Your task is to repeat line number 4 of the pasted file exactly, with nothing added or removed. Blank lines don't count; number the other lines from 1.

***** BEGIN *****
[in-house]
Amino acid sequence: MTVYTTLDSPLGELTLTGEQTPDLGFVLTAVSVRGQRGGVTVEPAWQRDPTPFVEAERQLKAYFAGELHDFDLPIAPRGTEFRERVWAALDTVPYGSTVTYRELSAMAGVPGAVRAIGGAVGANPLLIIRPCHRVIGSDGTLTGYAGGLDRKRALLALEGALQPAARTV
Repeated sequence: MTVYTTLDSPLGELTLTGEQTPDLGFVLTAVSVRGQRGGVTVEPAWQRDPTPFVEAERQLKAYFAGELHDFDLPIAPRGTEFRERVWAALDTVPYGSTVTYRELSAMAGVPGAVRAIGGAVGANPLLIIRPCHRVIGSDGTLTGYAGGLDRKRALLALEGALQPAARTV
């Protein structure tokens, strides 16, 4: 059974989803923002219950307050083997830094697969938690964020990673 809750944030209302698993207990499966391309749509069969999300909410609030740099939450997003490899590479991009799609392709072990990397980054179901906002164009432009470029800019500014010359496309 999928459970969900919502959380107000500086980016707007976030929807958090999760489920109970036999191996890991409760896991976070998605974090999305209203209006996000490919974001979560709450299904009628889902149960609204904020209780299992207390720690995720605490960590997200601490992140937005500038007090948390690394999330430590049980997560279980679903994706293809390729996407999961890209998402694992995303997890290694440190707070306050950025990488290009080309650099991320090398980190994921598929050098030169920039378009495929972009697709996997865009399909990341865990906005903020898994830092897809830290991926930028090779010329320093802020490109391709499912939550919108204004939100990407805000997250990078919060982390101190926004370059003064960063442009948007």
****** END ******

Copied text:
């Protein structure tokens, strides 16, 4: 059974989803923002219950307050083997830094697969938690964020990673 809750944030209302698993207990499966391309749509069969999300909410609030740099939450997003490899590479991009799609392709072990990397980054179901906002164009432009470029800019500014010359496309 999928459970969900919502959380107000500086980016707007976030929807958090999760489920109970036999191996890991409760896991976070998605974090999305209203209006996000490919974001979560709450299904009628889902149960609204904020209780299992207390720690995720605490960590997200601490992140937005500038007090948390690394999330430590049980997560279980679903994706293809390729996407999961890209998402694992995303997890290694440190707070306050950025990488290009080309650099991320090398980190994921598929050098030169920039378009495929972009697709996997865009399909990341865990906005903020898994830092897809830290991926930028090779010329320093802020490109391709499912939550919108204004939100990407805000997250990078919060982390101190926004370059003064960063442009948007």